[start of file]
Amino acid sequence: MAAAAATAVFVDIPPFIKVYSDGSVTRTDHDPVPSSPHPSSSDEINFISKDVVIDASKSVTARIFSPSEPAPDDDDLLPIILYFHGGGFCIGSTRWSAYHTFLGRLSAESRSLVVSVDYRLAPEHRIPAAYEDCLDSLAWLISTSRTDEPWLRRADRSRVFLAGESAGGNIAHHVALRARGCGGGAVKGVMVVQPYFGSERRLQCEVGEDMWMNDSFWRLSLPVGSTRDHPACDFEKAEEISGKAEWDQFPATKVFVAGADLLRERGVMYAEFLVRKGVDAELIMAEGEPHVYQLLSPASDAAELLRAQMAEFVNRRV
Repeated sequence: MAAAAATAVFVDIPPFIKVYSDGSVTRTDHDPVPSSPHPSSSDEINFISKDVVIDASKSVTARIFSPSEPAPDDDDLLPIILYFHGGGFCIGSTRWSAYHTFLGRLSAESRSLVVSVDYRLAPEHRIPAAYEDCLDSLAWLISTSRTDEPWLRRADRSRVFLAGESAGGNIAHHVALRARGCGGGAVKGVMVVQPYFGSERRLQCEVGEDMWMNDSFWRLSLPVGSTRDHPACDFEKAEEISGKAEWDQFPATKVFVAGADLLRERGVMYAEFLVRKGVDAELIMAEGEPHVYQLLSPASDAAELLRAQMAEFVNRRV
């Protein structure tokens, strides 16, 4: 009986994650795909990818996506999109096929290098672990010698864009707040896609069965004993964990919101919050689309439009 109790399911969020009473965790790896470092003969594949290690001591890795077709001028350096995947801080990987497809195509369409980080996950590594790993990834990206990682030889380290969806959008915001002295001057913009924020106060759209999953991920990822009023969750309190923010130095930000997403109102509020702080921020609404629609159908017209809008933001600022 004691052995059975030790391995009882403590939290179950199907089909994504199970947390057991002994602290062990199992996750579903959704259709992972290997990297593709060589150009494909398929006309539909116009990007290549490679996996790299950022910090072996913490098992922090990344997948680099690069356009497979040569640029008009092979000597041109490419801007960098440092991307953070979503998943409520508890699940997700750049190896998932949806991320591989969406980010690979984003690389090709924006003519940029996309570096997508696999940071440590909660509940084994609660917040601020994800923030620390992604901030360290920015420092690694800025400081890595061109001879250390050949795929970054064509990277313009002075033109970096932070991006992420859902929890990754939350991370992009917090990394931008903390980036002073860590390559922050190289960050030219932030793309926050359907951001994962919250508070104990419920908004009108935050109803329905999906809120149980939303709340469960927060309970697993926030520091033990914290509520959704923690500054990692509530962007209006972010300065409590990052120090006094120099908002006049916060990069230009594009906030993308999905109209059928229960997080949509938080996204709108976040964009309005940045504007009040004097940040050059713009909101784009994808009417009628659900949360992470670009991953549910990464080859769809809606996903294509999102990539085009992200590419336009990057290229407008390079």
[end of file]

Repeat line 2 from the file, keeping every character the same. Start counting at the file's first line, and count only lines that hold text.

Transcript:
Repeated sequence: MAAAAATAVFVDIPPFIKVYSDGSVTRTDHDPVPSSPHPSSSDEINFISKDVVIDASKSVTARIFSPSEPAPDDDDLLPIILYFHGGGFCIGSTRWSAYHTFLGRLSAESRSLVVSVDYRLAPEHRIPAAYEDCLDSLAWLISTSRTDEPWLRRADRSRVFLAGESAGGNIAHHVALRARGCGGGAVKGVMVVQPYFGSERRLQCEVGEDMWMNDSFWRLSLPVGSTRDHPACDFEKAEEISGKAEWDQFPATKVFVAGADLLRERGVMYAEFLVRKGVDAELIMAEGEPHVYQLLSPASDAAELLRAQMAEFVNRRV